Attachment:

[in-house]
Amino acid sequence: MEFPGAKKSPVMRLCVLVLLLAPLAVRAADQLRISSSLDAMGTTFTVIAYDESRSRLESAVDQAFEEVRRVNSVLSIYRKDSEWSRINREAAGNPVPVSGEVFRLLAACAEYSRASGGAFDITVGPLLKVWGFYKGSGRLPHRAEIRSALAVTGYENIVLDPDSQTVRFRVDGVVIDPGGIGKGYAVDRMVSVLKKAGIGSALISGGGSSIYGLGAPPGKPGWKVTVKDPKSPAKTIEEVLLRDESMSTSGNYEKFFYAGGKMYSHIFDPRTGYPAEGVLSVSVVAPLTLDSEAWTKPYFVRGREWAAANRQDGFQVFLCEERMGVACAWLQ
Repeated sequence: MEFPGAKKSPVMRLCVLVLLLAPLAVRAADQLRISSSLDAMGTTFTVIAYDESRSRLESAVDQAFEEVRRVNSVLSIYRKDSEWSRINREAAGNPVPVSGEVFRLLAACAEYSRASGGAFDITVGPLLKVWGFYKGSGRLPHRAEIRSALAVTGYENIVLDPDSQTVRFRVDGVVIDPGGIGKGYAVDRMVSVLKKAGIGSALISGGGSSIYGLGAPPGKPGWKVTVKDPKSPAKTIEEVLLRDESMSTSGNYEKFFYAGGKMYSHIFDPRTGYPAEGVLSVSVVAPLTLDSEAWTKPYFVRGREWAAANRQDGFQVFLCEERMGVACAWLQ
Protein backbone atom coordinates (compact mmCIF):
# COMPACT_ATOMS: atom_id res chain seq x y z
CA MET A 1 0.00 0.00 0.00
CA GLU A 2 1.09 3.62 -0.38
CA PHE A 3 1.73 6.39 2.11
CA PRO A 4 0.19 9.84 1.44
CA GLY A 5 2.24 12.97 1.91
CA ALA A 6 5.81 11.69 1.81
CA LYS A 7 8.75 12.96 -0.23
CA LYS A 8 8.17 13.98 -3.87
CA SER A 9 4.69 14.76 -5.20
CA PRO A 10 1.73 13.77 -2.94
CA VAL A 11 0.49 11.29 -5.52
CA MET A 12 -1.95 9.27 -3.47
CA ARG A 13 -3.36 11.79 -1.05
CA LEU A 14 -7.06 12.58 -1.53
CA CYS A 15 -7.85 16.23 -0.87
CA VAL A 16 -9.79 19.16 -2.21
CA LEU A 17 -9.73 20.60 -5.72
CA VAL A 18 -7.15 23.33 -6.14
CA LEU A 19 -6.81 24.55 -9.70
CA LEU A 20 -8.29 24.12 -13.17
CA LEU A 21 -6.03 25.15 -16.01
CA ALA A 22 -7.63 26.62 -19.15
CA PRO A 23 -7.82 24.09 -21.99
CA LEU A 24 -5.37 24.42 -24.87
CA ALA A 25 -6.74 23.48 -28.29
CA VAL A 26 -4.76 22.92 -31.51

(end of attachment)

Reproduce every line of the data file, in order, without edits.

[in-house]
Amino acid sequence: MEFPGAKKSPVMRLCVLVLLLAPLAVRAADQLRISSSLDAMGTTFTVIAYDESRSRLESAVDQAFEEVRRVNSVLSIYRKDSEWSRINREAAGNPVPVSGEVFRLLAACAEYSRASGGAFDITVGPLLKVWGFYKGSGRLPHRAEIRSALAVTGYENIVLDPDSQTVRFRVDGVVIDPGGIGKGYAVDRMVSVLKKAGIGSALISGGGSSIYGLGAPPGKPGWKVTVKDPKSPAKTIEEVLLRDESMSTSGNYEKFFYAGGKMYSHIFDPRTGYPAEGVLSVSVVAPLTLDSEAWTKPYFVRGREWAAANRQDGFQVFLCEERMGVACAWLQ
Repeated sequence: MEFPGAKKSPVMRLCVLVLLLAPLAVRAADQLRISSSLDAMGTTFTVIAYDESRSRLESAVDQAFEEVRRVNSVLSIYRKDSEWSRINREAAGNPVPVSGEVFRLLAACAEYSRASGGAFDITVGPLLKVWGFYKGSGRLPHRAEIRSALAVTGYENIVLDPDSQTVRFRVDGVVIDPGGIGKGYAVDRMVSVLKKAGIGSALISGGGSSIYGLGAPPGKPGWKVTVKDPKSPAKTIEEVLLRDESMSTSGNYEKFFYAGGKMYSHIFDPRTGYPAEGVLSVSVVAPLTLDSEAWTKPYFVRGREWAAANRQDGFQVFLCEERMGVACAWLQ
Protein backbone atom coordinates (compact mmCIF):
# COMPACT_ATOMS: atom_id res chain seq x y z
CA MET A 1 0.00 0.00 0.00
CA GLU A 2 1.09 3.62 -0.38
CA PHE A 3 1.73 6.39 2.11
CA PRO A 4 0.19 9.84 1.44
CA GLY A 5 2.24 12.97 1.91
CA ALA A 6 5.81 11.69 1.81
CA LYS A 7 8.75 12.96 -0.23
CA LYS A 8 8.17 13.98 -3.87
CA SER A 9 4.69 14.76 -5.20
CA PRO A 10 1.73 13.77 -2.94
CA VAL A 11 0.49 11.29 -5.52
CA MET A 12 -1.95 9.27 -3.47
CA ARG A 13 -3.36 11.79 -1.05
CA LEU A 14 -7.06 12.58 -1.53
CA CYS A 15 -7.85 16.23 -0.87
CA VAL A 16 -9.79 19.16 -2.21
CA LEU A 17 -9.73 20.60 -5.72
CA VAL A 18 -7.15 23.33 -6.14
CA LEU A 19 -6.81 24.55 -9.70
CA LEU A 20 -8.29 24.12 -13.17
CA LEU A 21 -6.03 25.15 -16.01
CA ALA A 22 -7.63 26.62 -19.15
CA PRO A 23 -7.82 24.09 -21.99
CA LEU A 24 -5.37 24.42 -24.87
CA ALA A 25 -6.74 23.48 -28.29
CA VAL A 26 -4.76 22.92 -31.51